State Your Purpose: College of Liberal Arts champions

Colorado State University’s recently concluded State Your Purpose campaign was a historic success for the College of Liberal Arts. It received its largest-ever gift, $5 million from former Colorado State University System Chancellor Joe Blake. Also historic were campaign gifts from 940 current, retired/emeritus, and previous employees, which accounted for $16 million of the $40 million that CLA raised.

Just over 300 emeritus faculty and retirees contributed to CLA during the campaign. Philosophy Professor Emeritus Fred Johnson and his wife, Antonia, made gifts and a bequest valued at more than $4 million to support their existing strings scholarship for undergraduate violin, viola, and cello students as well as to create two new scholarships for graduate students in strings and music therapy. The couple believes “music is so life-affirming to people throughout the world.” They also found motivation for their generosity in the photos and thank-you letters from scholarship recipients conveyed by CLA staff.

Holmes Roston, philosophy professor emeritus and University Distinguished Professor, and his wife, Jane, contributed significant funds to the Holmes Rolston Endowed Chair in Environmental Ethics and made a bequest creating a fund for guest speakers. Rolston, known as the “father of environmental ethics,” describes his career as “opening up new possibility space” adding, “I aim my donations at that space.” He also is fond of saying, “Socrates claimed that country places with trees couldn’t teach him anything; I spent my career proving Socrates wrong!”

Retired Professor Sue Pendell made campaign contributions to the Frank B. Davis and Sue Davis Pendell Education Abroad Scholarship in Communication Studies. The fund honors her father, who taught speech as well as coached debate and freshman football at Colorado A&M in the 1930s and ’40s. It also celebrates her 35 years on the faculty. Her motivation was to give more students the “invaluable experience” of studying abroad.

History Professor Emeritus Dan Tyler was a generous campaign contributor to the Gateway to Graduation Scholarship, which he set up in 2012 to help financially struggling students remain in school and graduate. He also created the College of Liberal Arts Emergency Fund for students with needs due, currently, to COVID-19. His love for CSU and its students motivates his generosity and apparently that of others because 96 faculty and staff gave to the Gateway to Graduation Scholarship during the campaign.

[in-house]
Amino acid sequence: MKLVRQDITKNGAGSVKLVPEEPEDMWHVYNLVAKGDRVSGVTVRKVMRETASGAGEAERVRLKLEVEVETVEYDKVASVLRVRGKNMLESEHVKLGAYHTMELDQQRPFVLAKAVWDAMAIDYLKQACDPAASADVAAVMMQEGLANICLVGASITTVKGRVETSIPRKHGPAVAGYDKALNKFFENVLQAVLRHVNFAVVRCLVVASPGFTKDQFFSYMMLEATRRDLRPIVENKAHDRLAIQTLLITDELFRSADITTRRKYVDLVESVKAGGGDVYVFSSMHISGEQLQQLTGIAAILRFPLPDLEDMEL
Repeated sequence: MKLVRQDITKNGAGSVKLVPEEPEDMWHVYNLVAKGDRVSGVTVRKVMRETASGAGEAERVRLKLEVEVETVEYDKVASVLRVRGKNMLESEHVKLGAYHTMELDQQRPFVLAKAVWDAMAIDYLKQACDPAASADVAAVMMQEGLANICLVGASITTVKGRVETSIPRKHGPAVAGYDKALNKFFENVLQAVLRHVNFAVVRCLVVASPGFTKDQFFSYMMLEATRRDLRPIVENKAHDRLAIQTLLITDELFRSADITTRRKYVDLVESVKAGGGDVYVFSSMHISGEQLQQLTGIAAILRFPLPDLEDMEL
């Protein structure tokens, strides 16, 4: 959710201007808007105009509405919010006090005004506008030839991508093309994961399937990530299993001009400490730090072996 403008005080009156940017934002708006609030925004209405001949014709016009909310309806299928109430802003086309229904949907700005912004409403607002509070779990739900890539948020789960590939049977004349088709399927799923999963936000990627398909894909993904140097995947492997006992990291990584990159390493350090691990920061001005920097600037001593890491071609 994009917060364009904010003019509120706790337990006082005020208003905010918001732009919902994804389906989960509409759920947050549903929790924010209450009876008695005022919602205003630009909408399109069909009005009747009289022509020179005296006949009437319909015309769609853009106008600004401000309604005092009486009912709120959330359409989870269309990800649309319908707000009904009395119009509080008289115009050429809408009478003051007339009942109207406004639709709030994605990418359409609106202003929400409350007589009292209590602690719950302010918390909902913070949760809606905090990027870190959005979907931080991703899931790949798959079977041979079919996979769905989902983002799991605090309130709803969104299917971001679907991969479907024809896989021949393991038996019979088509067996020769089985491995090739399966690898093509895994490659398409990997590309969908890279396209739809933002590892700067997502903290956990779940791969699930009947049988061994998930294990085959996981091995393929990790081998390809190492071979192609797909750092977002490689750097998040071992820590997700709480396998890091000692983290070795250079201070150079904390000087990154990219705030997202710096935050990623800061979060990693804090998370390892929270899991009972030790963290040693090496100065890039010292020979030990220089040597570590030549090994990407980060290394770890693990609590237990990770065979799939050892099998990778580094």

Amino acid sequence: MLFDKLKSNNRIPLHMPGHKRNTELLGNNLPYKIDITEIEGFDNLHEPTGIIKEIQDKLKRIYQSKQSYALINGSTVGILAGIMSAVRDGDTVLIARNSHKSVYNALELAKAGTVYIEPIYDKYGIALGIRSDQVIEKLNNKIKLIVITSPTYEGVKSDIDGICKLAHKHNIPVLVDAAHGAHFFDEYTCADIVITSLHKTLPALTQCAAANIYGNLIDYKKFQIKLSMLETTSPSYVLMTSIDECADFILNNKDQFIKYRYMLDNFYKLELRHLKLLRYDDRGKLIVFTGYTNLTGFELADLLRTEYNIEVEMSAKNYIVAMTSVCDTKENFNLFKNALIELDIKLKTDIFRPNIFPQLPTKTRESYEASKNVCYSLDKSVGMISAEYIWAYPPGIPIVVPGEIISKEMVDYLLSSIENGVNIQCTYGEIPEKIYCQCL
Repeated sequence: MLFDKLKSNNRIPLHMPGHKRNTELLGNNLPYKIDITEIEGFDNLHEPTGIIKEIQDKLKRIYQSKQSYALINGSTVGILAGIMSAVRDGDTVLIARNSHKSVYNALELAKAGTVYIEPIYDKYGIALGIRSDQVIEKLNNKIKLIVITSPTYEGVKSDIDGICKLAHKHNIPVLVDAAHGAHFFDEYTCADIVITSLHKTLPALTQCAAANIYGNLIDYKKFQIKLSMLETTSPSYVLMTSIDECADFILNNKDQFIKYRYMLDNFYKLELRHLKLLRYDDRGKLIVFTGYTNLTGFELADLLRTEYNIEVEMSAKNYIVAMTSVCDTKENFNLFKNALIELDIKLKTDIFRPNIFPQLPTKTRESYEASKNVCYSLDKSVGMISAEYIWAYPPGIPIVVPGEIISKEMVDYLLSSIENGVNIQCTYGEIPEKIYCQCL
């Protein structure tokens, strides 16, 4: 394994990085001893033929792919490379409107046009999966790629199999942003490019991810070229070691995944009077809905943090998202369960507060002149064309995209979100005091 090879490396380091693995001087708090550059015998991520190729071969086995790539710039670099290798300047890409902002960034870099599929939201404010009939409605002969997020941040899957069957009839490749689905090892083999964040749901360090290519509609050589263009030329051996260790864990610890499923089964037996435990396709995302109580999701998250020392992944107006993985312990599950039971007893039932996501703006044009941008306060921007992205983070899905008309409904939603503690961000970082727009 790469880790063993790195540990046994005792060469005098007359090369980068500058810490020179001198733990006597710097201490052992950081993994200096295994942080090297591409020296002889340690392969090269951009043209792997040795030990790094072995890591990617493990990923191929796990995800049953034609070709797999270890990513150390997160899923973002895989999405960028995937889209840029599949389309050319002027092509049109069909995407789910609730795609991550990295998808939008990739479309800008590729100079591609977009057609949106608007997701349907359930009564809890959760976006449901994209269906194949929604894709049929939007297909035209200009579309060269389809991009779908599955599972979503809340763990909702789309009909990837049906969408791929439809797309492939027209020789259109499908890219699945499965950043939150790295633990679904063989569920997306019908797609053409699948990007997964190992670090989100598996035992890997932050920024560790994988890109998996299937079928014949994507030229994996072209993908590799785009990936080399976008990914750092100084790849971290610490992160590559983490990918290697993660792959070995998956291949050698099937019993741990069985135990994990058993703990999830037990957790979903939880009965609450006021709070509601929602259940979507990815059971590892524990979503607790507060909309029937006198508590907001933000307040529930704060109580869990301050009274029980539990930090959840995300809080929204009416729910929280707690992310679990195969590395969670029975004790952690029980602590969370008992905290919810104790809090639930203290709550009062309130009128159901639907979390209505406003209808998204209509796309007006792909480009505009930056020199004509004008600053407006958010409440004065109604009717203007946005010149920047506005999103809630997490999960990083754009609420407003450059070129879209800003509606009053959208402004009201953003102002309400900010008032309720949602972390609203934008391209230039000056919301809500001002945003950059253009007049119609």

Mako Beecken (M.A., ’91), instructor emeritus of Japanese, taught the first CSU Japanese class in 1988; she retired 30 years later. With husband, Tim, she established the T & M Beecken Alumni and Friends Scholarship for students pursuing a Japanese minor. She feels “very fortunate to have so many excellent students who said they were inspired by taking Japanese classes” and notes that many “have gone on to become important contributors in the world.”

More than 200 current faculty gave to CLA during the campaign. Economics Professor Stephan Weiler made a bequest valued at $700,000 to create the Kari and Stephen Weiler Young Scholars Doctoral Fellowship in Regional Economics. He notes “regional economics is a young and growing field, and I was the first in the department to pursue it.” Watching graduate students get bogged down financially during the dissertation process motivated his gift. He explains that his greatest joy as a professor is “one-on-one mentoring of Ph.D. students, watching them grow, both in research skills and personally.”

David Freed (B.A., ’76) has taught in CLA each spring semester since 2018. He began his career as a journalist, including 10 years at the Los Angeles Times, where he and a team received a Pulitzer. He later was an investigator for the LA bureau of CBS News, published a series of six novels, and sold a screenplay to 20th Century Fox. The substantial bequest he and his wife, Betsy, made will establish The Vital Press: The CSU National Beacon of Truth fund. It will be used to bring award-winning journalists to speak on campus. “As an undergraduate at CSU I learned how essential a free press was to democracy. This truth took on an even greater meaning during my career.”

Nearly 250 campaign gifts came from administrative professionals and classified staff. Jennifer Clary (B.A., ’91; CT, ’18; M.B.A., ’19) has worked in the School of Music, Theatre, and Dance since 2006. She now serves as director of communication. Her campaign gifts have gone to each area of the arts. Motivation for these gifts comes from “being immersed in the day-to-day operations of the school, getting to know the students, and seeing the impact donors have on the arts programs.” She received scholarships as a CSU student; now, she explains, “it is my turn.”

Not all faculty/staff gifts to CLA were from its own employees and retirees. Individuals from across campus gave generously to the college, leading Dean Ben Withers to express “deep gratitude for the amazing support faculty and staff have demonstrated for liberal arts programs and students during this campaign. We are deeply grateful.”